This passage describes God's end-time people. Notice "Judge me." The end-time church goes through the preadvent judgment re0314. The words, "O deliver me," reflect the attack by the dragon the demand to worship the beast and its image re1314. Ascending the holy hill, we will see as the experience of God's final people, the 144,000 re1401b. Going to the altar and tabernacles indicates the sanctuary or judgment experience re0609a particularly indicated by the balance in the hand of the rider of the black horse. See le2327ff.
   "And the LORD said unto him, Go through the midst of the city, through the midst of Jerusalem, and set a mark upon the foreheads of the men that sigh and that cry for all the abominations that be done in the midst thereof. And to the others he said in mine hearing, Go ye after him through the city, and smite: let not your eye spare, neither have ye pity: Slay utterly old and young, both maids, and little children, and women: but come not near any man upon whom is the mark; and begin at my sanctuary. Then they began at the ancient men which were before the house. . . .
   "And it came to pass, while they were slaying them, and I was left, that I fell upon my face, and cried, and said, Ah Lord GOD! wilt thou destroy all the residue of Israel in thy pouring out of thy fury upon Jerusalem? Then said he unto me, The iniquity of the house of Israel and Judah is exceeding great, and the land is full of blood, and the city full of perverseness: for they say, The LORD hath forsaken the earth, and the LORD seeth not. And as for me also, mine eye shall not spare, neither will I have pity, but I will recompense their way upon their head. And, behold, the man clothed with linen, which had the inkhorn by his side, reported the matter, saying, I have done as thou hast commanded me." (Ezek 9:4-10)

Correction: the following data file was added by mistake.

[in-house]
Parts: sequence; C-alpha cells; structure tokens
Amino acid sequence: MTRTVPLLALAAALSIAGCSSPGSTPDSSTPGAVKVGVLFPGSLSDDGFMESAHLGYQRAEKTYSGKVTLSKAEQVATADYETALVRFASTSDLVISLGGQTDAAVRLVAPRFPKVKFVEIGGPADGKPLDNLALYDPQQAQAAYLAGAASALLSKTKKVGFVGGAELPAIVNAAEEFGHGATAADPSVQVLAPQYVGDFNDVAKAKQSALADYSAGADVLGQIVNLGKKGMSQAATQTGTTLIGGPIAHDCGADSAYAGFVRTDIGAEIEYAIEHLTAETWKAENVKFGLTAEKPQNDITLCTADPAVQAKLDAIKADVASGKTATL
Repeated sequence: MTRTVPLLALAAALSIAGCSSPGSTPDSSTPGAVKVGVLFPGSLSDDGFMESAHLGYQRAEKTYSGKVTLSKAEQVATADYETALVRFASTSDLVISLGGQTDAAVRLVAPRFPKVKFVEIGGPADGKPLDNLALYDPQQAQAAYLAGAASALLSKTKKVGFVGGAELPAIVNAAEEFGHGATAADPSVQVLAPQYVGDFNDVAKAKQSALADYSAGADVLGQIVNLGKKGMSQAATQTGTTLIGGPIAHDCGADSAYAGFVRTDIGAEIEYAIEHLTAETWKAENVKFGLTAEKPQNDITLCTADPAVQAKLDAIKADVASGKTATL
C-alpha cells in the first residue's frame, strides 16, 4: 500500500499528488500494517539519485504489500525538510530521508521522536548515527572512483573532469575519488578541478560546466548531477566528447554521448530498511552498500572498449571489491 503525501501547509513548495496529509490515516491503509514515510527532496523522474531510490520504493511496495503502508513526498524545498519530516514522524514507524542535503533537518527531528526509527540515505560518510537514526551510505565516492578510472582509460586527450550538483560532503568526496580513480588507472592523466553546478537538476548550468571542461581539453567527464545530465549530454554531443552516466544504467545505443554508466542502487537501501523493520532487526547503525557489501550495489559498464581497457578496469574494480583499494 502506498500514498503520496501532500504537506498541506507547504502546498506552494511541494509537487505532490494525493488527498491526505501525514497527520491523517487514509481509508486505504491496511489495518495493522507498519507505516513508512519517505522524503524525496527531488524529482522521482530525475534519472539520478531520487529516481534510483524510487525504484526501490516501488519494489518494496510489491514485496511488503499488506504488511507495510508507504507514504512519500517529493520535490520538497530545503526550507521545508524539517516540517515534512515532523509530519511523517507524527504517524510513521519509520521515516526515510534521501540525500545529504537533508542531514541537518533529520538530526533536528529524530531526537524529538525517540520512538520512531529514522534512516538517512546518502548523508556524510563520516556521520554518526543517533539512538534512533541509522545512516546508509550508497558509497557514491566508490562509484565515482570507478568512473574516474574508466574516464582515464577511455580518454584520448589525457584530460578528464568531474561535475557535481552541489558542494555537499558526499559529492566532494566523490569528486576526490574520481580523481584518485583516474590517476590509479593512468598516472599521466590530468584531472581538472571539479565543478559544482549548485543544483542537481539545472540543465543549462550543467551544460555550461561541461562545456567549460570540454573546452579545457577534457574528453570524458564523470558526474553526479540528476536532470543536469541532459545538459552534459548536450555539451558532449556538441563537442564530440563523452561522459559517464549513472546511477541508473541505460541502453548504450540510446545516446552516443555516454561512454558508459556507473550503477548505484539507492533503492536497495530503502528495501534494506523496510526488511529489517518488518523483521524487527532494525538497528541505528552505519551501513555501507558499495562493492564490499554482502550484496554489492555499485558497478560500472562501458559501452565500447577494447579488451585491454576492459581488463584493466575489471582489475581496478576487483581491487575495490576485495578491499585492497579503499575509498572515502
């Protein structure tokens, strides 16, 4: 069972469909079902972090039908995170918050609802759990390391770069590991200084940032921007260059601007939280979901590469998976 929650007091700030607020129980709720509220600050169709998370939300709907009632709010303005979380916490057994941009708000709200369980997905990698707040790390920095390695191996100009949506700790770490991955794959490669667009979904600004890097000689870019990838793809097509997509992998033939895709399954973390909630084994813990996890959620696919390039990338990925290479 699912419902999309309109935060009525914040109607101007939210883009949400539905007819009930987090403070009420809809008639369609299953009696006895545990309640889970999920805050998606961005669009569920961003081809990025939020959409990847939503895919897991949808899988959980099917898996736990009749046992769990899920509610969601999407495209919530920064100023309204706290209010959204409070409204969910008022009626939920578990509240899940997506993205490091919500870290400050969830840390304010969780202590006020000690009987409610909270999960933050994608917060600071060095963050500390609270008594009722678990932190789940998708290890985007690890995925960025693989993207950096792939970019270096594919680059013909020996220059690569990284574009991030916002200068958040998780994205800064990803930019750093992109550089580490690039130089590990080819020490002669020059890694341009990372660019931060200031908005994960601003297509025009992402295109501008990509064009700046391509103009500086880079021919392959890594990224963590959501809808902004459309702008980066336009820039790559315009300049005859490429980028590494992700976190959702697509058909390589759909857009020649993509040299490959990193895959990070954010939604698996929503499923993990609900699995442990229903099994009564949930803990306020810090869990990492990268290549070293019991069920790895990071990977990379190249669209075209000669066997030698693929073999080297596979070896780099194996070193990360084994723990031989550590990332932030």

Note 1 for verse 8
The pale horse not ordinary green (corresponding to the not-ordinary red of the red horse).
   The Hebrew word for "pale" here may be pale green or perhaps "tender green." This was the clue that the story of Hezekiah and Sennacherib might help us understand the third and fourth horses. In Rev. 12:17, we also see the oppressed remnant and the dragon oppressor in the final attack on God's people who will withstand the final assault of Satan. We will see this conflict several more times in our study of Revelation.
   The remnant would be the black horse. Do we see them mourning or in humility? We are aware of this attitude of those who were found worthy on the day of atonement Lev. 16:30. It is also the time of the silent harps which we will read about in connection with chapter 14. Rev. 14:2c.
   In the story of Hezekiah and Sennacherib, after listening to the threats and the arrogance against God, Eliakim, Shebna, and Joah, leaders in Israel reported to Hezekiah on what was happening. They came with their clothes torn. Hezekiah tore his clothes, too, and put on sack cloth. Then he sent two of them with elders of the priests to Isaiah who advised them to pray for their remnant. (Isa. 36:22 - 37:4) This certainly pictures a time of humility. Black isn't mentioned by Isaiah but it is connected with "sackcloth of hair" in Rev. 6:12 representing the same time. See the comments table for Rev. 6:8.
   So we can look to the one who is coming to set the captives free and to open the prison house. The wicked will be like the pale green herb and the burned grass, oppressed by the evil power they have chosen. Those who are faithful and are sealed for their protection during the raging of the four winds (Rev. 7:1) will be victorious. I want to be among them as part of the black horse, and I'm sure you do, too.